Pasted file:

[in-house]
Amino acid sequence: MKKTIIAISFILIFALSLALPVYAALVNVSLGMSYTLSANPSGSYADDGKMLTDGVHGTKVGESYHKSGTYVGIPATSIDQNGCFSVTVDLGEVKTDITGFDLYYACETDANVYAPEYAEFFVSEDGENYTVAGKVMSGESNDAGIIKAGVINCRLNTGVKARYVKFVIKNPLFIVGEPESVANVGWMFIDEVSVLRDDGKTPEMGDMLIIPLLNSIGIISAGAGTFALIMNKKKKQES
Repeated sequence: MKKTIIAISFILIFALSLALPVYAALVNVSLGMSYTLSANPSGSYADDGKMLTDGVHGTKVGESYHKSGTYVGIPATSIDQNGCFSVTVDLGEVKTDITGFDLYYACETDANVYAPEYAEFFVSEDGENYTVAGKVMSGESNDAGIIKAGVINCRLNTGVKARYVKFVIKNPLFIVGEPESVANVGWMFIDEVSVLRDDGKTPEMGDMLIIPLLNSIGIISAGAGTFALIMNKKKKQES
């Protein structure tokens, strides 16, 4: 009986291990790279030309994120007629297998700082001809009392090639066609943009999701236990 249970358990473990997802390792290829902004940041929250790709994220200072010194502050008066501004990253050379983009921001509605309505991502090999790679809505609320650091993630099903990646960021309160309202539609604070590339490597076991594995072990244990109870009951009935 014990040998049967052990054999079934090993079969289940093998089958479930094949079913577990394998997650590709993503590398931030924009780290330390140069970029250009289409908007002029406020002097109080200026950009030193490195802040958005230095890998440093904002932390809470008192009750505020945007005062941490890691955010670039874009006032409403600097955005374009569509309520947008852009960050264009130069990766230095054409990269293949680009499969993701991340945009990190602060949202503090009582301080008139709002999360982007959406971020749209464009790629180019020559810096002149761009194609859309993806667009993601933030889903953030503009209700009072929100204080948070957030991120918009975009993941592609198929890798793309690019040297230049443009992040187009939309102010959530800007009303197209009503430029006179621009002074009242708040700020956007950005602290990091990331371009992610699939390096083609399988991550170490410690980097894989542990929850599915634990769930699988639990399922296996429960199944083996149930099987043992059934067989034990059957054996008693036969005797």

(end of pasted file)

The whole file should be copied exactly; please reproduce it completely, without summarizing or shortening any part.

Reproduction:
[in-house]
Amino acid sequence: MKKTIIAISFILIFALSLALPVYAALVNVSLGMSYTLSANPSGSYADDGKMLTDGVHGTKVGESYHKSGTYVGIPATSIDQNGCFSVTVDLGEVKTDITGFDLYYACETDANVYAPEYAEFFVSEDGENYTVAGKVMSGESNDAGIIKAGVINCRLNTGVKARYVKFVIKNPLFIVGEPESVANVGWMFIDEVSVLRDDGKTPEMGDMLIIPLLNSIGIISAGAGTFALIMNKKKKQES
Repeated sequence: MKKTIIAISFILIFALSLALPVYAALVNVSLGMSYTLSANPSGSYADDGKMLTDGVHGTKVGESYHKSGTYVGIPATSIDQNGCFSVTVDLGEVKTDITGFDLYYACETDANVYAPEYAEFFVSEDGENYTVAGKVMSGESNDAGIIKAGVINCRLNTGVKARYVKFVIKNPLFIVGEPESVANVGWMFIDEVSVLRDDGKTPEMGDMLIIPLLNSIGIISAGAGTFALIMNKKKKQES
């Protein structure tokens, strides 16, 4: 009986291990790279030309994120007629297998700082001809009392090639066609943009999701236990 249970358990473990997802390792290829902004940041929250790709994220200072010194502050008066501004990253050379983009921001509605309505991502090999790679809505609320650091993630099903990646960021309160309202539609604070590339490597076991594995072990244990109870009951009935 014990040998049967052990054999079934090993079969289940093998089958479930094949079913577990394998997650590709993503590398931030924009780290330390140069970029250009289409908007002029406020002097109080200026950009030193490195802040958005230095890998440093904002932390809470008192009750505020945007005062941490890691955010670039874009006032409403600097955005374009569509309520947008852009960050264009130069990766230095054409990269293949680009499969993701991340945009990190602060949202503090009582301080008139709002999360982007959406971020749209464009790629180019020559810096002149761009194609859309993806667009993601933030889903953030503009209700009072929100204080948070957030991120918009975009993941592609198929890798793309690019040297230049443009992040187009939309102010959530800007009303197209009503430029006179621009002074009242708040700020956007950005602290990091990331371009992610699939390096083609399988991550170490410690980097894989542990929850599915634990769930699988639990399922296996429960199944083996149930099987043992059934067989034990059957054996008693036969005797």